The hours passed. Erik Lundin mixed nicely with Lil B in a sweet fade to Rihanna—a bit unexpected, but shiiit, she was good—and then something completely different that only Z knew about: apparently their name was Hubbabubbaklubb. People were bouncing on the floor, free spirit dancing in the corners, bobbing in time with the music. Z’s little laser show beamed geometric shapes onto the walls. There were empty plastic glasses and broken chips all over the table. Rizla papers and wine bottles strewn on every other surface. She might even have seen a rolled-up banknote—people were too obvious sometimes; it wasn’t cool.
They had to be having fun now? Roksana checked her phone for the two hundredth time. The only thing that had been uploaded was a screenshot of Z’s playlist, accompanied by a cigarette emoji and the words smoke w every day.
Roksana had warned the neighbors, so they should be okay, she and Z weren’t exactly planning to have parties like this every weekend. Plus, for some reason, she got the impression that the guy they were subletting the place from, David, didn’t care all that much. So long as he got his money, he was happy, though the strong smell of weed that was probably lingering in the stairwell might raise questions. One of the neighbors had told her that the guy who lived in the apartment before them had caught the police’s attention. They had apparently arrested him and raided the place a few weeks earlier, but then they had handed the apartment back over to David. Roksana didn’t care; David had said they could live there for as long as they wanted, so she didn’t care who had been in the apartment before, or what they’d used it for. The important thing was that people thought she and Z were doing things right now.
That it was a good start to her mini collective with him. A good start to the term.
Her friends had gone. Too early, it felt like. Roksana tried to stop the thoughts swirling through her head: Had she been too much of a cliché when she told them she was thinking of studying in Berlin? Hadn’t she been nice enough?
The living room looked like a war zone. The rug in the kitchen was damp; there was weed on the windowsill. She wondered how Z would cope with the cleaning afterward.
Billie said: “Shit, everyone just disappeared, including my ride. Guess a lot of them wanted to see Ida Engberg.”
Z was on the sofa. “Ida Engberg, she’s the absolute bomb. Maybe we should go, too?” Z was so high on his so-called twenty- four-month sativa that he probably couldn’t even stand up straight.
“We need to clean and air this place. But you go if you want. It’s cool with me,” said Roksana.
Billie’s pupils were as big as the cosmos. “I can help you clean up the worst of it.”
“How were you planning to get home, then? Taxi?”
“First metro into town?”
“Kayak?” Billie laughed.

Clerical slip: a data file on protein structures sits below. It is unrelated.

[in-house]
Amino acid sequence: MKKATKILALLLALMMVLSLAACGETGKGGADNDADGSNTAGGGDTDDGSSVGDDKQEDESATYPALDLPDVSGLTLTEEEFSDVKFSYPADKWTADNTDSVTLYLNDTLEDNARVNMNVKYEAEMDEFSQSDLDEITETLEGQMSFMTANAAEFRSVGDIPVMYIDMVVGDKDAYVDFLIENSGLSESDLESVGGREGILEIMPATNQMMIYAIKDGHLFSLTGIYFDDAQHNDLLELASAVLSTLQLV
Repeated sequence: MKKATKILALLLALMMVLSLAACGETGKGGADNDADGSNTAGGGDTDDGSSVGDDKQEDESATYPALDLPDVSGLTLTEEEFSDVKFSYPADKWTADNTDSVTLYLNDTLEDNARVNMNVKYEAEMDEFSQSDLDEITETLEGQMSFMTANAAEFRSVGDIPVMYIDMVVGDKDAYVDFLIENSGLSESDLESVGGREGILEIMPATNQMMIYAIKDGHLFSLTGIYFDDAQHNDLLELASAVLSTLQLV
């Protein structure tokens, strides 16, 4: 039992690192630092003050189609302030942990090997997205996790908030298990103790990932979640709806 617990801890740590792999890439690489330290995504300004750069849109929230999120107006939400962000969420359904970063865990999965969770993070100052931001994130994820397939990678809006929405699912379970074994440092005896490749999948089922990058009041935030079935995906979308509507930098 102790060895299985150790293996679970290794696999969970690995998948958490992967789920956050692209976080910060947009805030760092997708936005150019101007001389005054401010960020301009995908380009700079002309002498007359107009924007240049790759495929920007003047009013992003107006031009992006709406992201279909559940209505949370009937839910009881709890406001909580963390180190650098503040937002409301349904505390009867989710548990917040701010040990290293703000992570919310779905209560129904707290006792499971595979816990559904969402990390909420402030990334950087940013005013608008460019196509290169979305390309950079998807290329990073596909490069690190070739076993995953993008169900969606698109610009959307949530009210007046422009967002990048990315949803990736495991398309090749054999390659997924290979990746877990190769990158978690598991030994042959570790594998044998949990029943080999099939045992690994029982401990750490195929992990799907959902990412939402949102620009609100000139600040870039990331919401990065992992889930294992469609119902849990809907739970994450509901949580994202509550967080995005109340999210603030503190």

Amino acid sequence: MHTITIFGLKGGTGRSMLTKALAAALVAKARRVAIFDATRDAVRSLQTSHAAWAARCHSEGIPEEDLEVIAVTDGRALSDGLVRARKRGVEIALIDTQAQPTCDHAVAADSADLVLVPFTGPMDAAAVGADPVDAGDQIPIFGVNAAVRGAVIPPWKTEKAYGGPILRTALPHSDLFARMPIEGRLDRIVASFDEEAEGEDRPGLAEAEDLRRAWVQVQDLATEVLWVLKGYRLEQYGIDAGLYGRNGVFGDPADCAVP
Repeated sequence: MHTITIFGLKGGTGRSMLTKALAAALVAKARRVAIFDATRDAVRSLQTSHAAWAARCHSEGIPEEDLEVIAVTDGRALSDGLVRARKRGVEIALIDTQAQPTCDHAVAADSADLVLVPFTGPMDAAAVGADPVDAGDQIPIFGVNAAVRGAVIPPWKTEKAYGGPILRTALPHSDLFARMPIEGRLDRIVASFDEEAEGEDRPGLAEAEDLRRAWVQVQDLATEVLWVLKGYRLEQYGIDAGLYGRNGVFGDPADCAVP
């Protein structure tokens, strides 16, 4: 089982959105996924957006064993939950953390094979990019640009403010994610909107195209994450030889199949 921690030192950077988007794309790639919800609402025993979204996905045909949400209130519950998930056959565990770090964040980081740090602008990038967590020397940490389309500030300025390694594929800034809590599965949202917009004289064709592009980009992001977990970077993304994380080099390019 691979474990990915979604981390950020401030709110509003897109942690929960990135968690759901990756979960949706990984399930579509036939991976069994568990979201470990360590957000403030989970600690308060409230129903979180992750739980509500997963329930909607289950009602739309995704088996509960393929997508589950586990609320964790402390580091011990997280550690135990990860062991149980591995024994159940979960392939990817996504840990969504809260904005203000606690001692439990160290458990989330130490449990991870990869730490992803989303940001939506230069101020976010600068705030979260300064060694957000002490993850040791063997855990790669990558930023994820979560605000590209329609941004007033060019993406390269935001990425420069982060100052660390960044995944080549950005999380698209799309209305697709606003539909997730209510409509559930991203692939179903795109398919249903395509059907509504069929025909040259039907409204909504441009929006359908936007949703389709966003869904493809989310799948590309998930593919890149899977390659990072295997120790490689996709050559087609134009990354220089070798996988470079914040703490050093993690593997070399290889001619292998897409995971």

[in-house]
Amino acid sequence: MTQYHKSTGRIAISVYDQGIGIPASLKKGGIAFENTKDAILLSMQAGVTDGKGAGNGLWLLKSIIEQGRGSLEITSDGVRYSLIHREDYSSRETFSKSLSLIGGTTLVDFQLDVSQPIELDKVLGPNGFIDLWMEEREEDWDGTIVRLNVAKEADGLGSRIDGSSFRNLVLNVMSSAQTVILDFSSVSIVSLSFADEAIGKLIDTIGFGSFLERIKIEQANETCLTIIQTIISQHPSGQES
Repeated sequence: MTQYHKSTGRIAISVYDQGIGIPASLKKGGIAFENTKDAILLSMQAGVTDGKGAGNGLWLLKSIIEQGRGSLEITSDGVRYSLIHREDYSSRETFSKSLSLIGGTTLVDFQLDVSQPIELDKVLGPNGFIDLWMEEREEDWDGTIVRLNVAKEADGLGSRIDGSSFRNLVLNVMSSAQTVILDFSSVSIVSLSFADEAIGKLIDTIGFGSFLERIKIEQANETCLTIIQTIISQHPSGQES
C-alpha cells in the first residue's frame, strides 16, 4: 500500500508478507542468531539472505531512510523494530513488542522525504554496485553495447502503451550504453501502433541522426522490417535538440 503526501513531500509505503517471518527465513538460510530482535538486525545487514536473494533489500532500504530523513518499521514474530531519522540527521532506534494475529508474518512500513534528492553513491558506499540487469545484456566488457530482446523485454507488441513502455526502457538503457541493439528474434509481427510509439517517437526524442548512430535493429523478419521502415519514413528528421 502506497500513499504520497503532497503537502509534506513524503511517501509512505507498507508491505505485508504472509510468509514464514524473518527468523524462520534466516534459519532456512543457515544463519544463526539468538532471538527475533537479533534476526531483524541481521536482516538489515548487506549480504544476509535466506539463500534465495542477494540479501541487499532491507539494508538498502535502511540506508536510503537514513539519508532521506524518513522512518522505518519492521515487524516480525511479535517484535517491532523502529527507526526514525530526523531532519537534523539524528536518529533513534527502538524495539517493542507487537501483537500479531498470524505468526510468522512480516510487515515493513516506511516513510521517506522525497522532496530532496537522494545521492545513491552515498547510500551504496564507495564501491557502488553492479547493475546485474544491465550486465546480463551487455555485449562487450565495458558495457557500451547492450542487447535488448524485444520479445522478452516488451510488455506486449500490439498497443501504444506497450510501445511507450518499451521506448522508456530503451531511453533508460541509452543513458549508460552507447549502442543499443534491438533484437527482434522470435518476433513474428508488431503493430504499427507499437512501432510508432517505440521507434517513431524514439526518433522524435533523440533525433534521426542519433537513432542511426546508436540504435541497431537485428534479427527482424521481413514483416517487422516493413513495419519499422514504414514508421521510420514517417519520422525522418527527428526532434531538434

Roksana opened the balcony doors wide. She didn’t feel drunk anymore, and only a little bit high, but the cool, fresh air still came as a surprise—it was like her mind had been rinsed with mineral water. She peered out at the shadowy trees: the apartment was on the first floor—it wasn’t all that far to the ground. She could make out a thin dusting of snow down there, but right beneath the balcony it looked like someone had torn up the grass, and she could see footsteps leading away in the darkness.
Billie could get home however she wanted; it wasn’t Roksana’s problem.
“I saw that you had a fold-up bed in the closet. Can I sleep here?” Roksana turned around. The room really was a mess; someone had knocked over a bong, and the water had seeped out beneath the coffee table—but she couldn’t stop her heart from skipping a beat: Billie wanted to stay over.
“Don’t you have to get home to Fia, Pia, Cia, Olle, and whatever they’re called?”
“You sound a bit heteronormative right now and fascist.”
“I didn’t mean it like that. But you did actually kick me out of your place. And now you want to sleep here.”
“We have to question the prevailing norms, and that also applies to the way we speak. Words are authoritarian instruments in the gender power balance . . .” Billie grinned at herself. Her mouth was crooked; it always had been. “But I’m so sleepy. And it’s ages since we had breakfast together.”
They opened the closet door. A musty smell hit Roksana. There wasn’t a light inside, but Z used the flashlight on his phone to shine a beam of light over a cardigan and a denim jacket that Roksana had hung up. He was okay with Billie staying over, too.
There was something off about the closet. Roksana didn’t know what it was, but it gave her bad vibes.There was something off about the closet. Roksana didn’t know what it was, but it gave her bad vibes.
“Can I borrow your phone?” She shone the light onto the wall. The closet was almost empty, with nothing but the bed, her two pieces of clothing, and a few abandoned hangers dangling from the clothes rail inside. The smell wasn’t actually musty; it was more like old wood and stale air. But she suddenly realized why the space had given her a bad feeling—and it wasn’t the booze or the weed she had smoked. No, something wasn’t right. The bathroom had to be on the other side of the wall, but, if that was the case, the closet should have been bigger. The angles were all wrong. The architect must’ve been tripping. Something was built weirdly in there.
And then she started to knock. Even now, she realized that she wouldn’t have done it if she hadn’t had the cocktail of drink and drugs that she’d had earlier. She knocked on the inner wall. She knocked everywhere, at the bottom, in the middle, higher up—like she was searching for hidden treasure somewhere. Roksana stood on her tiptoes and felt the top of the plywood sheet behind the clothes rail. She managed to push her fingers in above it. It creaked.
“Z, help me with this. I think this wall is loose.”
Z staggered into the closet. Billie watched them from outside. Z: high and tall.
“Pull it a bit,” said Roksana.
Z yanked the wooden sheet. It moved. The entire wall came loose and fell down on top of them.
Roksana managed to raise her hands in time; somehow she had been expecting that very thing to happen. The board was thin and light, not even half an inch thick.
“What the?” Z groaned. It had hit him on the head.
They peered into the space that had opened up in front of them: narrow, maybe five square feet in total. There were two boxes inside. Roksana suddenly felt focused, sober: the fresh air from the open balcony doors had made it all the way inside. Cool. Clarifying. What was this hidden space?
She bent down and picked up the box closest to her, which was roughly eleven by eleven inches wide.
Z was on his feet now. “Is this some kind of self-storage place or what?”
She placed the box on the living room floor.
It was easier to see in there. The cardboard box wasn’t taped shut.
Z leaned forward. Billie did, too. Roksana bent down and folded back the flaps.
They all stared at the contents.
What the fuck?
From TOP DOG, by Jens Lapidus. Used with the permission of the publisher, Vintage Crime/Black Lizard. Copyright © 2017 by Jens Lapidus. Translation copyright © Alice Menzies.